Igor Volsky flags an important quote from Mitt Romney at an Ohio rally this morning:

“I’m going to champion small business. Small business, where jobs come from. And let me tell you how to do that. One, as Senator Portman said, we’ve got to reform our tax system. Look, small businesses typically pay tax at the individual tax rate. And so, our individual income taxes are ones I want to reform, make them simpler. I want to bring the rates down. By the way, don’t be expecting a huge cut in taxes, because I’m also going to lower deductions and exemptions. But by bringing rates down, we’ll be able to let small businesses keep more of their money, so they can hire more people.”

Either that is an error by Romney, or he is freely admitting that is tax plan would target exemptions and deductions enjoyed by the middle class. Romney has claimed that his tax plan — which contains across the board tax cuts that disproportionately and hugely benefit the rich — will be revenue neutral, and that he will accomplish this by targeting loopholes that benefit the rich. But he hasn’t explained which ones he’d target, and the Tax Policy Center found that his plan could not pay for itself unless he also targeted loopholes enjoyed by the middle class, canceling out their tax cut and then some.

Romney has rejected that analysis. But here he seems to confirm that he would target such loopholes. Indeed, according to Sam Stein, some in Romney’s audience today came away with that impression, though as Romney supporters they didn’t seem overly concerned about it.

What you’re seeing here, again, are the perils that accompany the embrace of a plan that is mathematically impossible. Recently, Romney supporters touted a study that supposedly debunked the Tax Policy Center’s findings. But it didn’t do that at all. In fact, it found that the only way to make Romney’s plan work is to raise taxes on those with incomes between $100,000 and $250,000. Romney subsequently dealt with that by claiming that his tax plan would pay for itself largely through the revenues generated by the economic growth that tax cuts would produce, which is a bunch of hocus pocus.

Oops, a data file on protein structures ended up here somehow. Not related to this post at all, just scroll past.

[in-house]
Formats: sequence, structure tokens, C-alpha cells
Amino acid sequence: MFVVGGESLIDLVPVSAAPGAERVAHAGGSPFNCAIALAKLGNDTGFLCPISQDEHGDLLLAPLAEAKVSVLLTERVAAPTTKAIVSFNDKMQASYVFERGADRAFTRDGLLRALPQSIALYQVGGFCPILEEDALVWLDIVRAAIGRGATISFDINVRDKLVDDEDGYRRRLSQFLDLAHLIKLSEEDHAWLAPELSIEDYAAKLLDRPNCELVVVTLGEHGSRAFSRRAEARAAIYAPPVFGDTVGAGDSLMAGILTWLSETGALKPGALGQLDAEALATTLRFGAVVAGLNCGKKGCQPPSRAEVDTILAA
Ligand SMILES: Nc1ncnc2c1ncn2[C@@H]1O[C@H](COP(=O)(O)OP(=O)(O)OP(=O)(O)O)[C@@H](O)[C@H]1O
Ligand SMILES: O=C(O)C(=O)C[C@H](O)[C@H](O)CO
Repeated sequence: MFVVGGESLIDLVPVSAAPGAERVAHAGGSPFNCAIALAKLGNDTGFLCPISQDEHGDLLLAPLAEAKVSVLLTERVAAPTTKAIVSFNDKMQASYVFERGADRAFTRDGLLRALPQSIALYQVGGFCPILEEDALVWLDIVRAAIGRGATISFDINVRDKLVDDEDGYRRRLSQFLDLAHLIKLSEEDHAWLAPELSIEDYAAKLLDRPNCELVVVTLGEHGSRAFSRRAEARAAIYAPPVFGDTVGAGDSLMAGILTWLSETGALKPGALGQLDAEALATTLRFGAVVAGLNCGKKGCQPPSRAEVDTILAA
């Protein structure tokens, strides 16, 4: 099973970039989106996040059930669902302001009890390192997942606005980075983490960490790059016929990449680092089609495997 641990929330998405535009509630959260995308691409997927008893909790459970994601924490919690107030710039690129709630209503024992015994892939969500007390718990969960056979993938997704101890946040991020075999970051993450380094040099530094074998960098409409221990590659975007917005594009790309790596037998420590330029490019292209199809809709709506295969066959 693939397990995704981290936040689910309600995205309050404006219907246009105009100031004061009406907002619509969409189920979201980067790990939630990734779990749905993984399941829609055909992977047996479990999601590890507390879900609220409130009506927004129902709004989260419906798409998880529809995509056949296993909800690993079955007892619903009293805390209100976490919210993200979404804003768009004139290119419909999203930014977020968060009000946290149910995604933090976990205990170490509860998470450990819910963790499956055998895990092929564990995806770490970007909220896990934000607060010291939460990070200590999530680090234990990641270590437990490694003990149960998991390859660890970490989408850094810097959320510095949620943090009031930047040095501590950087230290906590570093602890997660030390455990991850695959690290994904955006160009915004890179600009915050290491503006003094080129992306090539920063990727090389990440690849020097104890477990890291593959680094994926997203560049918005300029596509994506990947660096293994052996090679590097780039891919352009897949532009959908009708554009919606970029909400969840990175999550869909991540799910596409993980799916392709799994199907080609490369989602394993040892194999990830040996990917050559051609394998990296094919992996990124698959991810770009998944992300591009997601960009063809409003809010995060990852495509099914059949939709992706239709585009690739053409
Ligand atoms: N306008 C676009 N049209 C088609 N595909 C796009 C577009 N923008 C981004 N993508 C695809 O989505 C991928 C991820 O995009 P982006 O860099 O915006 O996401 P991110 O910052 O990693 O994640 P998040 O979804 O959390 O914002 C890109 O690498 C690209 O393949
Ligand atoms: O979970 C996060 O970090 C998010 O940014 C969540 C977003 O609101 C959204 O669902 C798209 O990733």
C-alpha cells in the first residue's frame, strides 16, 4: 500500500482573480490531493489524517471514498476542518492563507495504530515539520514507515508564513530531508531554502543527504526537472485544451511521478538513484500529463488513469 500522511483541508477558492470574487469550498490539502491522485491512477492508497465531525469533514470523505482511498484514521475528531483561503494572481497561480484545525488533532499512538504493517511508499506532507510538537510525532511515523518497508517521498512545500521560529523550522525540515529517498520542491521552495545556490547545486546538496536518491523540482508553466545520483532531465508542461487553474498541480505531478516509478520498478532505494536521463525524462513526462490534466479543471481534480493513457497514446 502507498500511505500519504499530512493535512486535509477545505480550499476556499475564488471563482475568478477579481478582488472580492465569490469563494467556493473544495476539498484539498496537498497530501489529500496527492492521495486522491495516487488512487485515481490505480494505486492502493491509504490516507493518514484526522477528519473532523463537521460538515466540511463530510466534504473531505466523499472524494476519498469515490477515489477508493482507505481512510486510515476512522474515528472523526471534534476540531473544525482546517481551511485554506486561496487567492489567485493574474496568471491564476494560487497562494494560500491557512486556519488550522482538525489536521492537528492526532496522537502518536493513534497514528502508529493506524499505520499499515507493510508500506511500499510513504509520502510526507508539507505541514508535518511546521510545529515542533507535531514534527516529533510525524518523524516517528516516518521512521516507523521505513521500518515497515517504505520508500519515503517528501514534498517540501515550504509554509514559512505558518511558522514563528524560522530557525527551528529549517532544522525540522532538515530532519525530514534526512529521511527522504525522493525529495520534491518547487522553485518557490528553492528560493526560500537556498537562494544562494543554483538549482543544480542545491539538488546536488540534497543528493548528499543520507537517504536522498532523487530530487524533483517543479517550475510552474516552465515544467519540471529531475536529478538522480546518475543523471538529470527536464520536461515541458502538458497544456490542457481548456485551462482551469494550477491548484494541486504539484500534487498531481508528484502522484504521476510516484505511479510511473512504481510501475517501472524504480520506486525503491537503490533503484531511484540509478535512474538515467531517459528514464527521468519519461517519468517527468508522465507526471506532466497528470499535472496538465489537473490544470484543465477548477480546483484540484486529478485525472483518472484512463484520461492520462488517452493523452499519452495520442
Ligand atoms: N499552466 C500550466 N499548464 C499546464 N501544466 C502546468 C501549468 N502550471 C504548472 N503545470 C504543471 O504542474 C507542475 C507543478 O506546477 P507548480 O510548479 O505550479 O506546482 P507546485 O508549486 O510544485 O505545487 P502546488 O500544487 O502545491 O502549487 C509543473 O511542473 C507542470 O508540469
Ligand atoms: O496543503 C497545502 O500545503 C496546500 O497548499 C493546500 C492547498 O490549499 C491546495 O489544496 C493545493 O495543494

The problem here is that Romney wants tax cuts for the rich and he wants credit for being a deficit hawk. But as Jed Lewison notes, Romney simply can’t keep all his promises. What makes this even more untenable is the unshakable reality that cutting taxes deeply on the rich is very unpopular. Romney claims he would cut everyone’s taxes. But he can’t do that and also reduce the deficit, unless those tax cuts are offset by policy choices that would turn the middle class’s tax cut into an effective tax hike. And so his tax cuts for the rich would be even more unpopular if Romney leveled with voters on how they would have to be paid for. So Romney can’t do that, either. Yet here Romney appears to have accidentally admitted that he’d target middle class loopholes and deductions. Perhaps he simply made a mistake. But if so, that will only renew questions about how he does intend to pay for his tax plan — questions that he still refuses to answer.